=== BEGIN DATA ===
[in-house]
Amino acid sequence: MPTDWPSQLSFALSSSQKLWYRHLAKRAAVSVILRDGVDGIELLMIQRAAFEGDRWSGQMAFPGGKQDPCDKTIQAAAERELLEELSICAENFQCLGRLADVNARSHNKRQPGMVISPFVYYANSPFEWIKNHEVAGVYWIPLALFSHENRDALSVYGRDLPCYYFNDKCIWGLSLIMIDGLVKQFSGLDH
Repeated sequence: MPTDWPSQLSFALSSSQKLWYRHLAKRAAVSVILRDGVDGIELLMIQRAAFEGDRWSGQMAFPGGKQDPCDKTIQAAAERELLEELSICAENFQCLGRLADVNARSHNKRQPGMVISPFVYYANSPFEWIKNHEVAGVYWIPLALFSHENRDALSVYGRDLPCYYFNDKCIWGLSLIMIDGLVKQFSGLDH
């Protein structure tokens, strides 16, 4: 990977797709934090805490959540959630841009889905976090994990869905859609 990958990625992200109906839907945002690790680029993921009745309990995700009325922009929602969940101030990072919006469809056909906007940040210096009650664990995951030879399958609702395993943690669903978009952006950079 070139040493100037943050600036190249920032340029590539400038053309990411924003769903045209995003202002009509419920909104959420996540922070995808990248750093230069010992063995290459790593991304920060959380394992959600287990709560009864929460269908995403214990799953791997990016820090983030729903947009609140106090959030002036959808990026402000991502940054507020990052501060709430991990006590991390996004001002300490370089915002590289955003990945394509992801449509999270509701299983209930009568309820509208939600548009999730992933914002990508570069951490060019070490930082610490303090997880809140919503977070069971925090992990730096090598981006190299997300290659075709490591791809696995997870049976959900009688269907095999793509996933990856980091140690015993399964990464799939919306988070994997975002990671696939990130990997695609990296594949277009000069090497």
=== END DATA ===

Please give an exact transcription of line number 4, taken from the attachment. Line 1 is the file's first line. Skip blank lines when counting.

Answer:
């Protein structure tokens, strides 16, 4: 990977797709934090805490959540959630841009889905976090994990869905859609 990958990625992200109906839907945002690790680029993921009745309990995700009325922009929602969940101030990072919006469809056909906007940040210096009650664990995951030879399958609702395993943690669903978009952006950079 070139040493100037943050600036190249920032340029590539400038053309990411924003769903045209995003202002009509419920909104959420996540922070995808990248750093230069010992063995290459790593991304920060959380394992959600287990709560009864929460269908995403214990799953791997990016820090983030729903947009609140106090959030002036959808990026402000991502940054507020990052501060709430991990006590991390996004001002300490370089915002590289955003990945394509992801449509999270509701299983209930009568309820509208939600548009999730992933914002990508570069951490060019070490930082610490303090997880809140919503977070069971925090992990730096090598981006190299997300290659075709490591791809696995997870049976959900009688269907095999793509996933990856980091140690015993399964990464799939919306988070994997975002990671696939990130990997695609990296594949277009000069090497």